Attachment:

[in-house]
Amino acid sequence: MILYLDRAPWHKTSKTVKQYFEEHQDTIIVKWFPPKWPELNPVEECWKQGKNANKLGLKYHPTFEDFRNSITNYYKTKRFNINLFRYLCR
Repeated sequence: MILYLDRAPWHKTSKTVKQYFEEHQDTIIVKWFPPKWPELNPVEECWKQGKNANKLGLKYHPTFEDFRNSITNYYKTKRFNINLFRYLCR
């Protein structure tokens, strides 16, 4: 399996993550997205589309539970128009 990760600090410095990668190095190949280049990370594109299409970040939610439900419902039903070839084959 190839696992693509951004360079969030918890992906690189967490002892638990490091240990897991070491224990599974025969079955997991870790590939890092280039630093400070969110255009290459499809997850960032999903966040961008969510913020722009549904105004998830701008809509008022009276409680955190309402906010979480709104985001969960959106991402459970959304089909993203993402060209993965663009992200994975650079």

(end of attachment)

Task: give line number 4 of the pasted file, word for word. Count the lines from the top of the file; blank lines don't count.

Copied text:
């Protein structure tokens, strides 16, 4: 399996993550997205589309539970128009 990760600090410095990668190095190949280049990370594109299409970040939610439900419902039903070839084959 190839696992693509951004360079969030918890992906690189967490002892638990490091240990897991070491224990599974025969079955997991870790590939890092280039630093400070969110255009290459499809997850960032999903966040961008969510913020722009549904105004998830701008809509008022009276409680955190309402906010979480709104985001969960959106991402459970959304089909993203993402060209993965663009992200994975650079």